On Board With... Senator Dave Min

Transit California interviewed Senator Dave Min, who was elected in 2020 to represent Orange County’s 37th State Senate District.  He serves as Chair of the Senate Natural Resources and Water Committee, which has jurisdiction over the state’s environmental stewardship as well as the Vice Chair of the California Asian and Pacific Islander (API) Legislative Caucus. Senator Min previously served as a law professor at UC Irvine.

Transit California:  You’re the author of Senate Bill 434, which requires the top ten public transit operators to conduct surveys and publish data about harassment and rider safety on public transit and at transit stops.  What changes do you hope to see if SB 434 becomes law?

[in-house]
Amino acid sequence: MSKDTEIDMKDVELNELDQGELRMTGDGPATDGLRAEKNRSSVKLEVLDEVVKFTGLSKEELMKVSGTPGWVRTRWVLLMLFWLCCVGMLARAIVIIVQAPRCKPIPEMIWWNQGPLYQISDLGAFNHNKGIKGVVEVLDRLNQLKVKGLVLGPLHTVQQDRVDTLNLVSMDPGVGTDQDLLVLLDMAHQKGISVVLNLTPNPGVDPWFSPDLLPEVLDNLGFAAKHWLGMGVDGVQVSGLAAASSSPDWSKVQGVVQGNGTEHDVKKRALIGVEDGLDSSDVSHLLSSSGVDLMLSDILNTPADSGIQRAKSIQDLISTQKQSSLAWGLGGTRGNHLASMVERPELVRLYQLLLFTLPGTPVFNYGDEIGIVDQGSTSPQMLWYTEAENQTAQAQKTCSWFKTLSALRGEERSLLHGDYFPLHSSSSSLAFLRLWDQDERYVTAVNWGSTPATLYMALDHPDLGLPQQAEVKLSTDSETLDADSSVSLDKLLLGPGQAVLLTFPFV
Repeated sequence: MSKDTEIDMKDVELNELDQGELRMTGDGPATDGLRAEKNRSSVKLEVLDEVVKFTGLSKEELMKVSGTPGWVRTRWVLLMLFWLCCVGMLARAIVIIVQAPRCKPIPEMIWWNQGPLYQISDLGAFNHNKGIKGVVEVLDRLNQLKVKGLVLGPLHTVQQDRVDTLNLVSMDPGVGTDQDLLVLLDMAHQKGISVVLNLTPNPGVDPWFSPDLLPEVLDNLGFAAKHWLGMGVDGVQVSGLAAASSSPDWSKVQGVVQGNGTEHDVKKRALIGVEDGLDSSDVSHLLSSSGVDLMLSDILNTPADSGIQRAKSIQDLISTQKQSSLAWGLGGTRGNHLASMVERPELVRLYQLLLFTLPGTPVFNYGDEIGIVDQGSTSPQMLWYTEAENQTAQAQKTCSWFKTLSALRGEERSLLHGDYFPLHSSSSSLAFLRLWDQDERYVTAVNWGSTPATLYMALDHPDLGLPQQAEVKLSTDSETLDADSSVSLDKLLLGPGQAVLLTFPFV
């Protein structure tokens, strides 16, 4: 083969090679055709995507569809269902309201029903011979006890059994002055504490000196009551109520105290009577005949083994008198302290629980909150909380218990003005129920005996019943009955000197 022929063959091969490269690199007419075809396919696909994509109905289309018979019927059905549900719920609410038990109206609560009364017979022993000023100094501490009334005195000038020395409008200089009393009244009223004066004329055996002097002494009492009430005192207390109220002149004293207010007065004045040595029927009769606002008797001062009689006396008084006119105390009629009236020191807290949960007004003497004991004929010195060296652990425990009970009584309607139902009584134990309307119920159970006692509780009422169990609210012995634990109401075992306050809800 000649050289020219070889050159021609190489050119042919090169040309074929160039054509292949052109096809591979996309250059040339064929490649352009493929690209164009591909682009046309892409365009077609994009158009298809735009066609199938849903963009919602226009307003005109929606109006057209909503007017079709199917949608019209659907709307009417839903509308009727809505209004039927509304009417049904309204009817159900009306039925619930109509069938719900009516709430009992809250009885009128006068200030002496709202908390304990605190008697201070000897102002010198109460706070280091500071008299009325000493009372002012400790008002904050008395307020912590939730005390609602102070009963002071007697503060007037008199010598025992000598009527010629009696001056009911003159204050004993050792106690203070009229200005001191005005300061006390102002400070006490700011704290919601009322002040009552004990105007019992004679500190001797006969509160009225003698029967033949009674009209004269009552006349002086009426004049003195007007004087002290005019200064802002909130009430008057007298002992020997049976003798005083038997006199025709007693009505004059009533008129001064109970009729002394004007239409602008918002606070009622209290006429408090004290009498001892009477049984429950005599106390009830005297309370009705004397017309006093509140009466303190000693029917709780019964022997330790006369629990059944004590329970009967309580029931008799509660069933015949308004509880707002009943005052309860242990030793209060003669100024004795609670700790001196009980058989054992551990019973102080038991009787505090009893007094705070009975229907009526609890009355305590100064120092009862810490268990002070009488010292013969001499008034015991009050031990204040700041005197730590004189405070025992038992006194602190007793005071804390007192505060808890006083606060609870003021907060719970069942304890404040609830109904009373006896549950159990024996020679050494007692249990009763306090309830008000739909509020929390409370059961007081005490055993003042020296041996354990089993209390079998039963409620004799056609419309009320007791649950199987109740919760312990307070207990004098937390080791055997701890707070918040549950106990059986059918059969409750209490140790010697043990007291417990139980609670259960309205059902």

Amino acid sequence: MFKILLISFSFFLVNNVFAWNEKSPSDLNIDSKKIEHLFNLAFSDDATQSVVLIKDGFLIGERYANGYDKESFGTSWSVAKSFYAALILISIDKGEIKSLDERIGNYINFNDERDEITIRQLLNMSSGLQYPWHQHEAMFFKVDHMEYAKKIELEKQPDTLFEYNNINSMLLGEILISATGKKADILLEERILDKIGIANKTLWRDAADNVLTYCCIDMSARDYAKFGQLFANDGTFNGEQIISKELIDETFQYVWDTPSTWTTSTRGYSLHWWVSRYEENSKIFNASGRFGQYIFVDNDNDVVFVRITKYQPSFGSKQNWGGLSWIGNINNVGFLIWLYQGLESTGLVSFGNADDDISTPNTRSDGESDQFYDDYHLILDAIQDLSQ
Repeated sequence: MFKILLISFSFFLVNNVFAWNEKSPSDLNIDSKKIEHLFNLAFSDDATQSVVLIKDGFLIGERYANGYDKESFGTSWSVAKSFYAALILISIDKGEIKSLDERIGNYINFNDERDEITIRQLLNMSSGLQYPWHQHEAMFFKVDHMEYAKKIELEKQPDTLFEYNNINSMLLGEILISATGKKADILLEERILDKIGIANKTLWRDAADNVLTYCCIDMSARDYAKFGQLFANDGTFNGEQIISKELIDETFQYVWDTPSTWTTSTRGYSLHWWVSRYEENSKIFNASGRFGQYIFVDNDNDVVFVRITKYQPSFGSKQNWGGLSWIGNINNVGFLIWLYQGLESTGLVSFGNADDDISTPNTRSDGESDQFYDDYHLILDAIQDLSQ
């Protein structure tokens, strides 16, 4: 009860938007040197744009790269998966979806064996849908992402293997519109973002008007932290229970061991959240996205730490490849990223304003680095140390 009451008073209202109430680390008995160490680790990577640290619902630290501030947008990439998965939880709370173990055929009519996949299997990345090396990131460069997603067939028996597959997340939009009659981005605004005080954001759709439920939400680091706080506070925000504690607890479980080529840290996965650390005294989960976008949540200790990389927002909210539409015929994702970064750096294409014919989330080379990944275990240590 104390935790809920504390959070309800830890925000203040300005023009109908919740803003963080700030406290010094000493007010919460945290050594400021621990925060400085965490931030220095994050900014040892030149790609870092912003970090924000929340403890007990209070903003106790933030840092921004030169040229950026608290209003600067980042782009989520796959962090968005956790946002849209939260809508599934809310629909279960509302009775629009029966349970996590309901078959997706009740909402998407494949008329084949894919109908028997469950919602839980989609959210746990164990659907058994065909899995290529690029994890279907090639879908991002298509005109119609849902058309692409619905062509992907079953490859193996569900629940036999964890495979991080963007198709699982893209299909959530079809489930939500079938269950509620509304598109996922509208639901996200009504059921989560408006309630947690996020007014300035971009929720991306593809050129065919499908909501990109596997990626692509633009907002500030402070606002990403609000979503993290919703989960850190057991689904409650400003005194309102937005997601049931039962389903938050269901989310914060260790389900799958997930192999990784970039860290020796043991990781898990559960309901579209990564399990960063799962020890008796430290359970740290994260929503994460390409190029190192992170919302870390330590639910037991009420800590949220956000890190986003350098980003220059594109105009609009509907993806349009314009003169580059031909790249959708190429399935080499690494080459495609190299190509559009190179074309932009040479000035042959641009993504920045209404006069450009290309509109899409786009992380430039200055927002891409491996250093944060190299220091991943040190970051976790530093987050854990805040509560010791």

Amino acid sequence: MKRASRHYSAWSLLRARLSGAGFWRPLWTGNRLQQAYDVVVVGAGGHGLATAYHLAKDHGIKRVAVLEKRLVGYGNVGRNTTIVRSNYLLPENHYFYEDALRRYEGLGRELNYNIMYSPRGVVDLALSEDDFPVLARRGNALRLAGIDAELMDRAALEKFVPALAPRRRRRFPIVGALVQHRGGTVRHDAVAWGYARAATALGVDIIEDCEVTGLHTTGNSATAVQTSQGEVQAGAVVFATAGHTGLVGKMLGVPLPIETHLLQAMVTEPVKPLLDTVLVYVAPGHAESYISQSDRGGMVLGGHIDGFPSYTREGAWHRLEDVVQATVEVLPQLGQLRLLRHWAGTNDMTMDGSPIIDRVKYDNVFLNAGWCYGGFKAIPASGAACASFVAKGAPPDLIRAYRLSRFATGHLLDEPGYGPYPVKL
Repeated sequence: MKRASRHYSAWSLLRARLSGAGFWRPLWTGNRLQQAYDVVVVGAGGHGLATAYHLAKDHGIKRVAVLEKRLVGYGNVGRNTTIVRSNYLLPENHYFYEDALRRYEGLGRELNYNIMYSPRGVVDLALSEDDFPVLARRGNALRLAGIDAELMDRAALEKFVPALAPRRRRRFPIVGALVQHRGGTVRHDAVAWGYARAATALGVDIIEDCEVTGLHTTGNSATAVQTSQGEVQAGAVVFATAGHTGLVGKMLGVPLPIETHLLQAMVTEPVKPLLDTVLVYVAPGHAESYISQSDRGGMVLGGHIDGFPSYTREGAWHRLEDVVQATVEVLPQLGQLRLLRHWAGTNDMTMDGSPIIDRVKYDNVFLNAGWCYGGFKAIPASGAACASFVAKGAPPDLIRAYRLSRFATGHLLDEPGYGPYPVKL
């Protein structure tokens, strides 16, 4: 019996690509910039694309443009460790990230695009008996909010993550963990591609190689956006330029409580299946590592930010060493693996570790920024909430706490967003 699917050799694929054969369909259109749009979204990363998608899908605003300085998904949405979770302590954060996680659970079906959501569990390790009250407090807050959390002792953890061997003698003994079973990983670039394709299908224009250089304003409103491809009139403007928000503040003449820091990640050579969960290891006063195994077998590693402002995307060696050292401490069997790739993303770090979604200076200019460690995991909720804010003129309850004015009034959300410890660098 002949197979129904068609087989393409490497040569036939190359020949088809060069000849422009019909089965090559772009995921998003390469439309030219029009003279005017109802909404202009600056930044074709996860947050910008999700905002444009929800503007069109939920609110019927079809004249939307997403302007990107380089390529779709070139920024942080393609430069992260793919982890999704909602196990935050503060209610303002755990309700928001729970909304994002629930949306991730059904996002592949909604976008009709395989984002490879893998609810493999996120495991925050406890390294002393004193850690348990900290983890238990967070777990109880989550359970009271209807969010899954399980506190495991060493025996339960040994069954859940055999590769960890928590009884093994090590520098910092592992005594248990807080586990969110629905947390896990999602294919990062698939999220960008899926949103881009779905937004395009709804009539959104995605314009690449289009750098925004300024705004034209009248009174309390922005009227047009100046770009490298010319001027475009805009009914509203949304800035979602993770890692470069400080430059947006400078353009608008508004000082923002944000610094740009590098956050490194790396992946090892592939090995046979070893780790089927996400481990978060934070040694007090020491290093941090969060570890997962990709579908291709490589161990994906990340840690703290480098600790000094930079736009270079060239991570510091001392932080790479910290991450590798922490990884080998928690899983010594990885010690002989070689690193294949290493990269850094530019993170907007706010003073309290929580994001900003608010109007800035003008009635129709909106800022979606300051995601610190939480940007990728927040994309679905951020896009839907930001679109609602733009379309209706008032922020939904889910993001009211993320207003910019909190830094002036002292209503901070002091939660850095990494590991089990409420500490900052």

Street harassment has become a major issue across public transit agencies, not just here in California, but nationwide. It’s no surprise we’re seeing ridership levels decline even as we recover from the pandemic. If SB 434 is signed into law, we can finally collect qualitative and quantitative ridership data to understand exactly why street harassment is happening and how the state’s top ten largest transit agencies can begin to fully address it.

Transit California:  Your introduction of SB 434 follows your successful 2022 legislation, SB 1161, which required the Mineta Transportation Institute to create a standardized survey tool for transit operators to investigate street harassment on public transit systems.  What led you to introduce these measures?